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Photography, film and TV museum changes its name

first_imgPhotography, film and TV museum changes its name Howard Lake | 17 December 2006 | News About Howard Lake Howard Lake is a digital fundraising entrepreneur. Publisher of UK Fundraising, the world’s first web resource for professional fundraisers, since 1994. Trainer and consultant in digital fundraising. Founder of Fundraising Camp and co-founder of GoodJobs.org.uk. Researching massive growth in giving. AddThis Sharing ButtonsShare to TwitterTwitterShare to FacebookFacebookShare to LinkedInLinkedInShare to EmailEmailShare to WhatsAppWhatsAppShare to MessengerMessengerShare to MoreAddThis  21 total views,  1 views today AddThis Sharing ButtonsShare to TwitterTwitterShare to FacebookFacebookShare to LinkedInLinkedInShare to EmailEmailShare to WhatsAppWhatsAppShare to MessengerMessengerShare to MoreAddThis The Bradford-based National Museum of Photography, Film and Television has been renamed the National Media Museum.The new name has been chosen to reflect “a change in approach to our subject matter to include the cultural and social significance of our core areas as well as their technical and artistic aspects.”The museum’s new name, which it adopted on 30 November, is also reflected in its web address. Advertisement Tagged with: Giving/Philanthropylast_img read more

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Melinda Gates pledges $1 billion to promote gender equality

first_imgiStock(NEW YORK) — Melinda Gates has pledged to donate a whopping $1 billion to promote gender equality in the United States.The famous philanthropist made the announcement in an op-ed published on Time’s website on Wednesday, stating that only one CEO of a list of 500 is a woman and that although women make up 51% of the American population, just 24% of the seats in Congress are held by them.“My reaction to facts like these is a complicated mix of outrage and optimism. I imagine I’m not alone,” Gates wrote. “It’s frustrating — even heartbreaking — to confront evidence of the many ways our country continues to hold women back.”Gates wrote that the fact that people are talking about issues surrounding gender inequality is a “sign of progress,” but she fears that the moment will not “last forever.”“I imagine waking up one morning to find that the country has moved on,” she said. “That the media has stopped reporting on systemic inequalities. That diversity remains something companies talk about instead of prioritizing. That all of this energy and attention has amounted to a temporary swell instead of a sea change.”Gates’ $1 billion contribution to “expanding women’s power and influence in the United States” will be donated over the next 10 years, she said.She will use her company, Pivotal Ventures, to put resources behind “new and established partners taking innovative and diverse approaches to expanding women’s power and influence.”“I want to see more women in the position to make decisions, control resources, and shape policies and perspectives,” she wrote. “I believe that women’s potential is worth investing in — and the people and organizations working to improve women’s lives are, too.”While Gates admitted that the donation is “a lot of money,” she described her contribution as “only a small fraction of what’s necessary.”Gates and her husband, Bill Gates, often donate large sums of money to charitable causes through the Bill and Melinda Gates Foundation.Copyright © 2019, ABC Radio. All rights reserved.last_img read more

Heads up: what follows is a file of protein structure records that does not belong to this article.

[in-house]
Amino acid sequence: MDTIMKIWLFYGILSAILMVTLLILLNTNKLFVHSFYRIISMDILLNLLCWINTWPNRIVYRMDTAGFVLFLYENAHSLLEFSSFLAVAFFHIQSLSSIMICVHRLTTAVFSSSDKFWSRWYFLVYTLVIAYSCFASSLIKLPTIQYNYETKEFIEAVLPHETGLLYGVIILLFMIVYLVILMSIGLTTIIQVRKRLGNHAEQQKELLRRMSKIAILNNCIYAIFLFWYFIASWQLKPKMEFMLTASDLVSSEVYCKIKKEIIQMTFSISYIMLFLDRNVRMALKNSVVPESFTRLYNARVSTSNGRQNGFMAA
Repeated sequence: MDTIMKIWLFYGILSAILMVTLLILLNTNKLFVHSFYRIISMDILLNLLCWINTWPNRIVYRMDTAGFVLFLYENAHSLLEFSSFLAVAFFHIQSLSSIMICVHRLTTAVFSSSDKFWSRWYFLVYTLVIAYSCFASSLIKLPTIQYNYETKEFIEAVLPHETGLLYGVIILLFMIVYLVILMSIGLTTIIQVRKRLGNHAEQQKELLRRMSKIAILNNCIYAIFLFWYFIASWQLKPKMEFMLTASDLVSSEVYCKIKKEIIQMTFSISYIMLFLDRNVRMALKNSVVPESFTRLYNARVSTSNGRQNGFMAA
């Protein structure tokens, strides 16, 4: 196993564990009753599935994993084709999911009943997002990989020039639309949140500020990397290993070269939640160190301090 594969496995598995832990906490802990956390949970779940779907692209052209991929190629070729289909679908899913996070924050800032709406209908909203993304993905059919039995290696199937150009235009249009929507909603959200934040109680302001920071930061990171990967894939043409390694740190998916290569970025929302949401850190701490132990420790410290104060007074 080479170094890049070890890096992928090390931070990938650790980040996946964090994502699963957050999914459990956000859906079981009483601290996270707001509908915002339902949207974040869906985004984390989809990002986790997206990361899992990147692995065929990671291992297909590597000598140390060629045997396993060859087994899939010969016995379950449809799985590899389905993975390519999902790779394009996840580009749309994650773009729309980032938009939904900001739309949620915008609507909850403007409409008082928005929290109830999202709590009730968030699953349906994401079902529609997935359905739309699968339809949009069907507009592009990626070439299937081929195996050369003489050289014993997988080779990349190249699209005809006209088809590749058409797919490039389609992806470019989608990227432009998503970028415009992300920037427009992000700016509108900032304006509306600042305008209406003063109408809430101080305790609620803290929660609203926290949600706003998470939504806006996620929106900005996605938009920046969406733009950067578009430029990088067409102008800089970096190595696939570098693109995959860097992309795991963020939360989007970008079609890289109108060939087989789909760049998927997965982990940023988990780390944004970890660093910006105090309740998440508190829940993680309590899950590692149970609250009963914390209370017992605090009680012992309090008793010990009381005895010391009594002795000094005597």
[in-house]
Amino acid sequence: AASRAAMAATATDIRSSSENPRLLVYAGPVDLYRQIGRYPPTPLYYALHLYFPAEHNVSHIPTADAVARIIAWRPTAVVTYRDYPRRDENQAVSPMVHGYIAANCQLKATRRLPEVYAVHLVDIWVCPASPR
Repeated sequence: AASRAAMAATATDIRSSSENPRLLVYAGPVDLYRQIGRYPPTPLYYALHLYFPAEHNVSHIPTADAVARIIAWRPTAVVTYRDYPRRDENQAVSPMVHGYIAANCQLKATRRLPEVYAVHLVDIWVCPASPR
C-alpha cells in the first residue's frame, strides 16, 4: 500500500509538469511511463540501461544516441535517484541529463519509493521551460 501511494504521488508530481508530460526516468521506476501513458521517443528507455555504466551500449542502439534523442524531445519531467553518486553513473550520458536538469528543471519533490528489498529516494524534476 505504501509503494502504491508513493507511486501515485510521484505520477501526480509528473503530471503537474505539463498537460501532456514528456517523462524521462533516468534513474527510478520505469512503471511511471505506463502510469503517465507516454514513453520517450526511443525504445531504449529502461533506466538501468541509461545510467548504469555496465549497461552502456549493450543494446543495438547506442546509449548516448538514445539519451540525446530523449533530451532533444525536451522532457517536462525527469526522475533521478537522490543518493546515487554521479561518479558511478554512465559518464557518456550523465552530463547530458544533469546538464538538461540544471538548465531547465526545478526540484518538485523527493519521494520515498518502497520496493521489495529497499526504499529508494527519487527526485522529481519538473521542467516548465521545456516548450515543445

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New legislation could lead to more tribunals